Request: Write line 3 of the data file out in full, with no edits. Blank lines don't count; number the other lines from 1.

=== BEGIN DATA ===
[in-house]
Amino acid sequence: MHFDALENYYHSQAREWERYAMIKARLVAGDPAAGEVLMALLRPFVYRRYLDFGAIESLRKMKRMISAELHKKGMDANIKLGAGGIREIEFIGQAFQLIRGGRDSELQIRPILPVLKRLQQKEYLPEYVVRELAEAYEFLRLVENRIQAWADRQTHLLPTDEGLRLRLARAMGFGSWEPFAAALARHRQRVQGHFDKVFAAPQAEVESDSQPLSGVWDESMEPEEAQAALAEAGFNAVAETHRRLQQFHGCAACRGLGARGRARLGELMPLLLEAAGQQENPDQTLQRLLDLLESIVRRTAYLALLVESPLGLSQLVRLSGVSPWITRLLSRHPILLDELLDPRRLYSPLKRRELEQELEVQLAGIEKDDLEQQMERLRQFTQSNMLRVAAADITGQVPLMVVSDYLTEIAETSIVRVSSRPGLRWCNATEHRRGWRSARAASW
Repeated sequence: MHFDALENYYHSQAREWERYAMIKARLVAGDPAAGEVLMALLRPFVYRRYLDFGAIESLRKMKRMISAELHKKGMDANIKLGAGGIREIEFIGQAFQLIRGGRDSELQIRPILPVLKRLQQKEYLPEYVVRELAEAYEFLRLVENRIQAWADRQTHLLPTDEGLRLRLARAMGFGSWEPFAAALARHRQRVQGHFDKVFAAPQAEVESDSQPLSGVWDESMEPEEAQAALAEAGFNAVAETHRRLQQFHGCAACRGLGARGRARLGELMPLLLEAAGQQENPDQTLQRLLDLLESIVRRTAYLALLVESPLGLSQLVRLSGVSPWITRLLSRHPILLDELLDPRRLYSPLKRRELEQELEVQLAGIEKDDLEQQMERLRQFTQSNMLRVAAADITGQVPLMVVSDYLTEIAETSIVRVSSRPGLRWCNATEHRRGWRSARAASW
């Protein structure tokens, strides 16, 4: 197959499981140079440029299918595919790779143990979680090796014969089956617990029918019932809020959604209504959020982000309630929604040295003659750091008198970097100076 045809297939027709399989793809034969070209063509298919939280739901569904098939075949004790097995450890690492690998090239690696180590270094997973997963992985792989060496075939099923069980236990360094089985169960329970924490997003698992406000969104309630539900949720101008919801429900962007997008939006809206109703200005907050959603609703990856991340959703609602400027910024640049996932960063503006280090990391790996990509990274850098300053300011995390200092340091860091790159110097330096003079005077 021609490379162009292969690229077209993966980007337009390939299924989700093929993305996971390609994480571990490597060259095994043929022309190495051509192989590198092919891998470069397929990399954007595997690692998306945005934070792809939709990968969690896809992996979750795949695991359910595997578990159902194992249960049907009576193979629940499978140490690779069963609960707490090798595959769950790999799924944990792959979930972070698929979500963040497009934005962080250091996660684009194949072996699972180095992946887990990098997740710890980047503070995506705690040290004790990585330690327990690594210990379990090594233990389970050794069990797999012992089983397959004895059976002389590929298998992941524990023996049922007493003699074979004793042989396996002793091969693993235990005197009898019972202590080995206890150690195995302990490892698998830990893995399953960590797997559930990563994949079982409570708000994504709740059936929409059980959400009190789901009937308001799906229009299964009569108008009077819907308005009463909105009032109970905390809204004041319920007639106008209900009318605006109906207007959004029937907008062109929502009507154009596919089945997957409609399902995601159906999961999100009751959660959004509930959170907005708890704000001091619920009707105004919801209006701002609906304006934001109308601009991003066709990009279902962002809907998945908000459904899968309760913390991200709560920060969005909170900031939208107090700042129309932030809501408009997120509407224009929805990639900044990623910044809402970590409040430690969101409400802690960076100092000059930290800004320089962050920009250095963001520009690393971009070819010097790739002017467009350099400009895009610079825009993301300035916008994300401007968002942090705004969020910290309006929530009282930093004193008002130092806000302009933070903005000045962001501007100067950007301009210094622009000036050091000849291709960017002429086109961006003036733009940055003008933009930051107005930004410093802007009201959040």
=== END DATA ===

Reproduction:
Repeated sequence: MHFDALENYYHSQAREWERYAMIKARLVAGDPAAGEVLMALLRPFVYRRYLDFGAIESLRKMKRMISAELHKKGMDANIKLGAGGIREIEFIGQAFQLIRGGRDSELQIRPILPVLKRLQQKEYLPEYVVRELAEAYEFLRLVENRIQAWADRQTHLLPTDEGLRLRLARAMGFGSWEPFAAALARHRQRVQGHFDKVFAAPQAEVESDSQPLSGVWDESMEPEEAQAALAEAGFNAVAETHRRLQQFHGCAACRGLGARGRARLGELMPLLLEAAGQQENPDQTLQRLLDLLESIVRRTAYLALLVESPLGLSQLVRLSGVSPWITRLLSRHPILLDELLDPRRLYSPLKRRELEQELEVQLAGIEKDDLEQQMERLRQFTQSNMLRVAAADITGQVPLMVVSDYLTEIAETSIVRVSSRPGLRWCNATEHRRGWRSARAASW